In my first article, I explained what Scrum Patterns are and why they could be useful for you in your transformation. The second article explained how to select the Scrum Patterns from the Pattern Languages.

In this 3rd article, I build on the previous two articles and give an example of how to use the two Pattern Languages to develop your pattern sequence.

How To Create Your Pattern Sequences?

A pattern sequence is the order of patterns in which the organization wants to transform.  Organizations create their sequence by selecting the patterns that are most appropriate in their context.

But how can you determine the context? And how do you handle the relationships between the patterns?

Handling the Pattern Relationships

There are two relationships between patterns.

  • A pattern can be an alternative to another pattern. Alternative patterns refine a common larger pattern.
  • A pattern refines another pattern. The refinement relationship defines a dependency between patterns.

For example: In the graphic below, you can see that Sprint Burndown Chart, Scrum Board, and Yesterday’s Weather refine Sprint Backlog —a dependency relation. Before applying the Sprint Burndown Chart, I recommended using the Sprint Backlog first.

Also, the patterns Sprint Burndown Chart, Scrum Board, and Yesterday’s Weather are alternatives to each other —You can try any of those after Sprint Backlog.

For example, these are some valid sequences that are generated by the graphic above:

  • Sprint Backlog -> Sprint Burndown Chart -> Scrum Board
  • Sprint Backlog -> Sprint Burndown Chart -> Yesterday’s Weather -> Scrum Board
  • Sprint Backlog -> Sprint Burndown Chart -> Information Radiator -> Scrum Board

Finding the context at one of my customers

As mentioned above, you need to understand your current context to selects patterns and form a sequence. A way to determine that is to perform Go-See sessions and help the organization and teams understand it. Below you can find a small part of Go-See results from working with a customer that we used to understand the current context.

The team’s conclusions:

  • In lots of the Scrum events like Sprint Planning, the team lead asks most of the questions; there is a poor shared understanding of the work to do.
  • We do not break the stories down, a lot of work remains hidden during the Sprint, and this gives us unpleasant surprises. Also, team members find it hard to help each other during the Sprint.
  • There are no acceptance criteria for the stories, and the teams do not understand what to achieve.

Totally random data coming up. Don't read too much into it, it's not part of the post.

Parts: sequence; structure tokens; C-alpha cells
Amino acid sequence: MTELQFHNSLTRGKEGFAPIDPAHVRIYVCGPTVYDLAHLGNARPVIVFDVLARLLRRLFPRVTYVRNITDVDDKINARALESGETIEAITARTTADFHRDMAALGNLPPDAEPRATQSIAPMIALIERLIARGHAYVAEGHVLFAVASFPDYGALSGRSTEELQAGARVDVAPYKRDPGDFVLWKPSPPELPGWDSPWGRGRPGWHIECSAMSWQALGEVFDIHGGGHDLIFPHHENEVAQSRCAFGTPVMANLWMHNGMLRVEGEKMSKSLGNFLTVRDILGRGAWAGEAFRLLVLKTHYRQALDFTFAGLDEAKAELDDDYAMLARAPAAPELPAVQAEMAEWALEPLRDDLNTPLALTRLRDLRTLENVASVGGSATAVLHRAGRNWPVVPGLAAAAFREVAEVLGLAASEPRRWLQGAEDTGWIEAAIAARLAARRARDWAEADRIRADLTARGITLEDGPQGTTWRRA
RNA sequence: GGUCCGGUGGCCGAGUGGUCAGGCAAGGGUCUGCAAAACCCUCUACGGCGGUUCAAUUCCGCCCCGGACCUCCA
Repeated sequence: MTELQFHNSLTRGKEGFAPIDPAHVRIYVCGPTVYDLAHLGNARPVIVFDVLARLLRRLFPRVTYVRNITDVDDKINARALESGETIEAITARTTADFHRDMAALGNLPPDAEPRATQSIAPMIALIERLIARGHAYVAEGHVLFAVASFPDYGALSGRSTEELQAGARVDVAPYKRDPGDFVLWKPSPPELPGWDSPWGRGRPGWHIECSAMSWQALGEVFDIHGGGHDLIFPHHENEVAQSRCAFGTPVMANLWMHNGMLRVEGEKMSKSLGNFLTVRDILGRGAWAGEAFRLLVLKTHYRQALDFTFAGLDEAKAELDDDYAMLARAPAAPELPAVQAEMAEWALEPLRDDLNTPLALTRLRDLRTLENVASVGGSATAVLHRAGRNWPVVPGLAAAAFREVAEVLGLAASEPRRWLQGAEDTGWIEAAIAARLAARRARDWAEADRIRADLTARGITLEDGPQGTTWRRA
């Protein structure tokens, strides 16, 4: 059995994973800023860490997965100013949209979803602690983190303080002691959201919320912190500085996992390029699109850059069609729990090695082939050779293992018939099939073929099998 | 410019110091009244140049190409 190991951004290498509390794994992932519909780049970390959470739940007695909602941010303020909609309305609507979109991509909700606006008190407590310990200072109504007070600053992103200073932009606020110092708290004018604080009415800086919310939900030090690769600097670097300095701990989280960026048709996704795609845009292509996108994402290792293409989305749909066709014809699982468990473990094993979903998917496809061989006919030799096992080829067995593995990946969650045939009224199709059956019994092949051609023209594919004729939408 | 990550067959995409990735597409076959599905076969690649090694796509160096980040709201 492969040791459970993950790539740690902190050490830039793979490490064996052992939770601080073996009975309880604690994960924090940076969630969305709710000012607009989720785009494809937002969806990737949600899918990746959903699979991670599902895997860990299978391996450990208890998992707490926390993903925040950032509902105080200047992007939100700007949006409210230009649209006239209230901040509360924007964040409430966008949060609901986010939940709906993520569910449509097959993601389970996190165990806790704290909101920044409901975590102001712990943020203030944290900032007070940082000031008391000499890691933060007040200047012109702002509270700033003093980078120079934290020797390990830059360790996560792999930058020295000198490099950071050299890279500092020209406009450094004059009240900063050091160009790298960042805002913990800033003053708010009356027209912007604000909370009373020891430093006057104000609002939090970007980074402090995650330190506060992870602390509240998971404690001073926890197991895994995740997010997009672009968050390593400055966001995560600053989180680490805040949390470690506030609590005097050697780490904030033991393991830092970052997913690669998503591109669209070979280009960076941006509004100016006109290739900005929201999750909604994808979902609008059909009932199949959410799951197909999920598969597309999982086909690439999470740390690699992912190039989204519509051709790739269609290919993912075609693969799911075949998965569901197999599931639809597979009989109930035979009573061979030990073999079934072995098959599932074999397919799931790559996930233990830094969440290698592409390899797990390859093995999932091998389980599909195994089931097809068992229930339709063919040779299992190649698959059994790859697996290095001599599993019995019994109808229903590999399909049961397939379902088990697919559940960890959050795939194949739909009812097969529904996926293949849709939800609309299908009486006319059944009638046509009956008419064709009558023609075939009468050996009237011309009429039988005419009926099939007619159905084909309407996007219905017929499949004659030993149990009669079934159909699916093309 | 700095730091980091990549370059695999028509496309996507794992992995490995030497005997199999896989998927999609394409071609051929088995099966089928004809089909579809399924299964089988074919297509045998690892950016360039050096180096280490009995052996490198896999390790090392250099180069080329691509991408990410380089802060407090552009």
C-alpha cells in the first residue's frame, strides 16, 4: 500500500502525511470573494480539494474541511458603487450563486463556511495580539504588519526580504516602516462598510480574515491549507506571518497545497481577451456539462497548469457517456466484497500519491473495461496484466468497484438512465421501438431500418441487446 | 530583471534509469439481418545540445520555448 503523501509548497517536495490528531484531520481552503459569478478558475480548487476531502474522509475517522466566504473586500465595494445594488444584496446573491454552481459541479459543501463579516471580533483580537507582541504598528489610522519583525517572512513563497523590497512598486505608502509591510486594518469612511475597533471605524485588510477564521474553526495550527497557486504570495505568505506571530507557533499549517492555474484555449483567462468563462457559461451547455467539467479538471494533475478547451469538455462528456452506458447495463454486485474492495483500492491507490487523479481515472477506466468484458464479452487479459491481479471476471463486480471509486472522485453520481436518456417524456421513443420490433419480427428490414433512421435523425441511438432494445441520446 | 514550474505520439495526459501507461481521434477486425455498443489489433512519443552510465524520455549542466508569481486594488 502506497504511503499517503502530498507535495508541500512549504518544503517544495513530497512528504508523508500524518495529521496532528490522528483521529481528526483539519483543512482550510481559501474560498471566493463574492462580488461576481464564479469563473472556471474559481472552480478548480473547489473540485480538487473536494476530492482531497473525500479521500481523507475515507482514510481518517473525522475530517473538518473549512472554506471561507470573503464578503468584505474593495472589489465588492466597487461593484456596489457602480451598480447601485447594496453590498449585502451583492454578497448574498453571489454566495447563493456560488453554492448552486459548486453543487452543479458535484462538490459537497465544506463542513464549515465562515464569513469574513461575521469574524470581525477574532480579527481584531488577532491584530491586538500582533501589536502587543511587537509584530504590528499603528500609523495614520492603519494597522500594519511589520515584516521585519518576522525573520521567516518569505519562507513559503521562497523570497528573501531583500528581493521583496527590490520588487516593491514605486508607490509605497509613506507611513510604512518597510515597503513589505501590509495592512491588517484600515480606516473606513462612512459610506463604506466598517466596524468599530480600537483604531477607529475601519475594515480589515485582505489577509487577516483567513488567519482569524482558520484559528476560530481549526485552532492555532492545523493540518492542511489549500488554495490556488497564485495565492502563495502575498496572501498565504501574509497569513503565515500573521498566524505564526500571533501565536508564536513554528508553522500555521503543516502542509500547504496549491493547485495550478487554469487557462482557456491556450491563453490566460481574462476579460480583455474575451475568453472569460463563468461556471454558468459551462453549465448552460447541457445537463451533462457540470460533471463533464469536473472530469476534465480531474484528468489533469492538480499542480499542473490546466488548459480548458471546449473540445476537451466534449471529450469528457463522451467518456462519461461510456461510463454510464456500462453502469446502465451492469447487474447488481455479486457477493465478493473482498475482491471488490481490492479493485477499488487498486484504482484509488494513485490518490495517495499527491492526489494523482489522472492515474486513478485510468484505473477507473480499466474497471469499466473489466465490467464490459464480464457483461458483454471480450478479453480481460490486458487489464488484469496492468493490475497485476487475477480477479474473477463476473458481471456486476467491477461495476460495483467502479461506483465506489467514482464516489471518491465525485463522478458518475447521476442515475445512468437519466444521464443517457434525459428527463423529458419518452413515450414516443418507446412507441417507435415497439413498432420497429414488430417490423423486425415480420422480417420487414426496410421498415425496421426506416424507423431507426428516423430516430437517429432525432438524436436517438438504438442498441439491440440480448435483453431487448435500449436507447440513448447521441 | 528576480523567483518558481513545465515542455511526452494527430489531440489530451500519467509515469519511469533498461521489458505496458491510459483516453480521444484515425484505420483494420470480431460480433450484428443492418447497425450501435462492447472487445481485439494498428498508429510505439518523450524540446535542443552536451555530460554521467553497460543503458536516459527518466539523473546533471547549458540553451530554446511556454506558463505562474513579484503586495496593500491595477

• There is no clear goal for the Sprints. Sprint Planning is about ‘fixing 50% of the errors’, and the team is not involved in deciding on this plan.
  • Unclear what the improvement actions are, what problem we want to solve, and how we know that the problem is solved.
  • Work is not transparent to team members or Product Owner. For example, a team member spends three weeks on test suite updates, and we just discovered this a Sprint Review.

This excerpt portraits some of the contexts in which the teams operate.

Select The Patterns

In a workshop, the team selected the following patterns to try:

  • try Definition Of Done
  • try Sprint Goal
  • try Dependencies First
  • try Enabling Specification
  • try Swarming
  • try Definition Of Ready
  • try Visible Status
  • try Release Plan
  • try Refined Product Backlog

The next step is to create a sequence to decide with which pattern to start.

Create the Patterns Sequences

Using the languages, we came up with the following possible sequences:

The orange-colored patterns are from the Value Stream language; the Swarming pattern —the blue one— is from the Product Organization language. The initial context of Swarming expects Sprint Goal to be adopted, that is why it is positioned after Sprint Goal.

The team started with the sequence: Refined Product Backlog -> Definition Of Done -> Testable Improvements.

Apply one pattern at a time

A sequence is your best guess on how to improve the organization at the moment in time. When you adopt a pattern, you will learn if it works or not. If it works, you keep it; if not, you backtrack and try another. The basic process is as follows:

  1. Find your current context
  2. Choose the pattern in that context that will most strengthen the Whole
  3. Apply the pattern
  4. If it makes the system more Whole, then recognize your new context and go to step 2
  5. If not, undo the pattern and try another at Step 2 instead.

Keep an experimental mindset, be ready to learn and adjust, and understand that there is no “best” sequence. A sequence shows a path, but the teams have to do the walking and discover how to implement it.

Create Your Own Pattern Language and Share

You can find the patterns in this post at scrumbook.org. If you decide to make use of the patterns, I look very much forward to your experience. You can create your own sequences, augment with your patterns, and create a language that works in your organization.

I am looking forward to your experience and contribution.

Want to know more?

I will be regularly writing more blogs about Scrum patterns. If you want to keep updated, you can register for the newsletter here, or keep an eye open on social media.

You can also use:

A Scrum Book | Our book about Scrum Patterns.

Scrum Patterns Training | Our 2 day class.